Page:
A view originating from the “growth pole theory” suggests that the evolutionary space of an economic system starts with one or more growth cores that spread through different paths and eventually affect the entire regional economic development (Feng et al., 2023). In this evolutionary process, key elements of economic development, such as technological innovation, human capital, and financial resources, integrate and complement each other with agglomeration and spillover effects, and regions evolve toward a symbiotic economic system with high resilience as its essential characteristic, thus enhancing the ability to resist external shocks (Shi et al., 2021; Liu et al., 2022; Yi et al., 2023). Although there are certain differences in economic resilience in different regions, the first law of geography holds that any economic activity is spatially correlated. Some scholars have used exploratory spatial data analysis (ESDA) and spatial econometric models to study economic resilience, arguing that economic resilience has significant spatial dependence and agglomeration characteristics in geographic space, i.e., the economic resilience of a region is positively influenced by the economic resilience of neighboring regions (Chacon-Hurtadoa et al., (2020); Wang and Zhu, 2021; Cheng et al., 2022). However, there are generally still relatively few studies on the spatial correlations of economic resilience, and hence, there are various shortcomings. First, economic resilience is mainly explained or measured from a static perspective, and due to the interconnectedness of regions, the failure of one economic system will be transmitted to other systems when it is subjected to external shocks. Similarly, the readjustment of industrial structure after a shock does not involve only one region but has a certain spatial correlation. Second, the revealed spatial correlation and spillover effects of economic resilience only consider geographical proximity, while economic resilience also generates spillover effects in non-neighboring regions. Third, the structural patterns and spatial clustering of the spatial correlations of economic resilience are not further revealed, and in traditional models, spatial factors are only considered in terms of their quantitative effects, while spatial correlations cannot be revealed.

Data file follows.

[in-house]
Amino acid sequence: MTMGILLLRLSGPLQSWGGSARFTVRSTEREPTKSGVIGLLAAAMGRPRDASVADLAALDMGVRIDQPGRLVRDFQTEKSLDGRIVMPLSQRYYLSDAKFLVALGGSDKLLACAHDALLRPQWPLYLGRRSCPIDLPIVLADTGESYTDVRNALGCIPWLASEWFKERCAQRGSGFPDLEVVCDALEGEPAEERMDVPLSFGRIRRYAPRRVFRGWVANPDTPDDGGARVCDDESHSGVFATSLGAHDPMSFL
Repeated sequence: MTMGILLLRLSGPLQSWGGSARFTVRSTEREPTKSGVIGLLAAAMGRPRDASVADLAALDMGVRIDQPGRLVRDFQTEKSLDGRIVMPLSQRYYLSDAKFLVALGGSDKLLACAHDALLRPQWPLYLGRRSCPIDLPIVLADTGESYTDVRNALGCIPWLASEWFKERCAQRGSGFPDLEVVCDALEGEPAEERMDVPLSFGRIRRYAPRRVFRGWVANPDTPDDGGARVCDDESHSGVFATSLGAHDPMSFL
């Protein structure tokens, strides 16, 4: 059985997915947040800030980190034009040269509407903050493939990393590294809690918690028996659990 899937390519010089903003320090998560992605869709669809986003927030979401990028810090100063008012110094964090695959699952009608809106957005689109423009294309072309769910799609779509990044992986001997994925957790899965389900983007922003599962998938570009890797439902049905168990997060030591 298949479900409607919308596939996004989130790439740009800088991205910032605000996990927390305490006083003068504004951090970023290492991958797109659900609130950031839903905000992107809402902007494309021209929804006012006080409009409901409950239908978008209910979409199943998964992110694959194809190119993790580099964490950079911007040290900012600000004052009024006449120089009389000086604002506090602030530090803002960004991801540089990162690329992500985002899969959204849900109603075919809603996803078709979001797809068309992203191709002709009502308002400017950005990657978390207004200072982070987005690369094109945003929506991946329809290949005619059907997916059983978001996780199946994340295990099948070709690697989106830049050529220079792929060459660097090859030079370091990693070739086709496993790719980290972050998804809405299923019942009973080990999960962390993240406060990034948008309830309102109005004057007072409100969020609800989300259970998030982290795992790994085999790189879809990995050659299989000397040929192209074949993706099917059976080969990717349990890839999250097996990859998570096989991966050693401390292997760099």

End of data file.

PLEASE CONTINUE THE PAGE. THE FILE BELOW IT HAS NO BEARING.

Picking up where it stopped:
As mentioned above, this means that economic resilience as a system property is neither equivalent to an arithmetic average of the resilience of its individual members nor a mere combination of the resilience of its members. Therefore, to understand economic resilience more rationally, we need to model the interactions of individual members under the influence of ecological, educational, and technological factors (Hepfer and Lawrence, 2022). Taking the complex system perspective implies that systemic properties, such as resilience, need to be understood as emerging from the interaction of individuals. Hence, we must develop a bottom-up perspective for economic resilience, starting from the micro level rather than from the macro, or systemic level (Schweitzer et al., 2022). This is in line with the methodological principles of analytical sociology, aiming at explaining macro-social phenomena from the micro-processes that generate them (Flache et al., 2022). Individual members, as nodes in a network of economic relationships, have different characteristic attributes such as status, role, primary connection, and clustering, and such attributes depend on the attributes of other nodes or sets of nodes and they change over time. Therefore, our study explores the spatial association structure of economic resilience in China and its influencing factors using social network analysis (SNA). This paper contributes marginally to the literature in the following areas.

  1. (1)

    We construct a comprehensive index evaluation system of economic resilience and measure the economic resilience of 31 provinces in mainland China using the entropy-TOPSIS method to explore the more typical and exemplary economic resilience of China from an interprovincial perspective.

  2. (2)

    Based on the relational data and network perspective, we construct the spatial association network of the economic resilience of 31 provinces based on the modified gravity model, portray the structural form of the spatial relationship of economic resilience, and study the association structure and influencing factors of economic resilience within the nation from the interprovincial perspective.

  3. (3)

    The structural pattern of interprovincial economic resilience is identified and visualized by means of SNA at four levels: overall, individual, interindividual affiliation and clustering. A quadratic assignment procedure (QAP) is used to analyze the influence of different factors on the spatial association network of economic resilience, avoiding the problem of multicollinearity.

  4. (4)